Sadik Jalal al-‘Azm : Palestinian Zionism

Article de Sadik Jalal al-‘Azm paru dans Die Welt des Islams, Nr. 1/4 (1988), p. 90-98.

 

 

A basic maxim of Marxist socio-political analysis states that similar infrastructural conditions tend to produce similar superstructural phenomena. Some of us who have been in close and protracted contact with the Palestine Liberation Organization (PLO), (particularly with its political militants, higher cadres and more outspoken ideologues), certainly have sensed something of the importance of this maxim, not as an abstract principle but as a concretely lived series of organically developing situations, ideas and experiences. I am referring, here, to the Palestinian comparisons drawn between the modern Jewish and Palestinian diasporas and the superstructural (particularly political) phenomena generated by them. Continuer la lecture de « Sadik Jalal al-‘Azm : Palestinian Zionism »

Arno Schmitt: « Gay Rights versus Human Rights: A Response to Joseph Massad »

Article d’Arno Schmitt paru dans Public Culture, Vol. 15, No 3, Fall 2003, p. 587-591.

 

 

Joseph Massad’s article “Re-Orienting Desire: The Gay International and the Arab World” (Public Culture 14 [spring 2002]: 361–85) is a strange concoction. Although ostensibly against the Gay International (GI) and its view that always and everywhere there are gays waiting to be freed by U.S. organizations, Massad attacks scholars who oppose this assumption. To justify his attacks he distorts our writings. Continuer la lecture de « Arno Schmitt: « Gay Rights versus Human Rights: A Response to Joseph Massad » »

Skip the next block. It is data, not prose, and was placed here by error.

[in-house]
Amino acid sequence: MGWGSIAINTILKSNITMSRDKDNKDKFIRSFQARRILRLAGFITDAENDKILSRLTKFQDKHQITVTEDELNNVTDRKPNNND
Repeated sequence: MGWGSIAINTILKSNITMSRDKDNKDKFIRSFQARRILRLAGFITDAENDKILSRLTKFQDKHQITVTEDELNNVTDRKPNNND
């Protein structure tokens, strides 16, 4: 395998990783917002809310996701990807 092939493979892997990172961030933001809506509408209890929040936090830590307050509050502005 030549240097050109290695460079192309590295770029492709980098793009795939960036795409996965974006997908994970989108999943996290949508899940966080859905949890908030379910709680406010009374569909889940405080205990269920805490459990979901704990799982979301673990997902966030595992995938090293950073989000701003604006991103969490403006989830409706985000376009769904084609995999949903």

Sadik Jalal al-‘Azm : Orientalism and orientalism in reverse

Article de Sadik Jalal al-‘Azm paru dans Khamsin. Journal of Revolutionnary Socialists of the Middle East, 8, 1981, p. 5-26.

 

 

PART I. ORIENTALISM

In his sharply debated book, (1) Edward Said introduces us to the subject of ‘Orientalism’ through a broadly historical perspective which situates Europe’s interest in the Orient within the context of the general histori­cal expansion of modern bourgeois Europe outside its traditional con­fines and at the expense of the rest of the world in the form of its sub­jugation, pillage, and exploitation. In this sense Orientalism may be seen as a complex and growing phenomenon deriving from the overall historical trend of modern European expansion and involving: a whole set of progressively expanding institutions, a created and cumulative body of theory and practice, a suitable ideological superstructure with an apparatus of complicated assumptions, beliefs, images, literary pro­ductions, and rationalisations (not to mention the underlying founda­tion of commercial, economic and strategic vital interests). I shall call this phenomenon Institutional Orientalism. Continuer la lecture de « Sadik Jalal al-‘Azm : Orientalism and orientalism in reverse »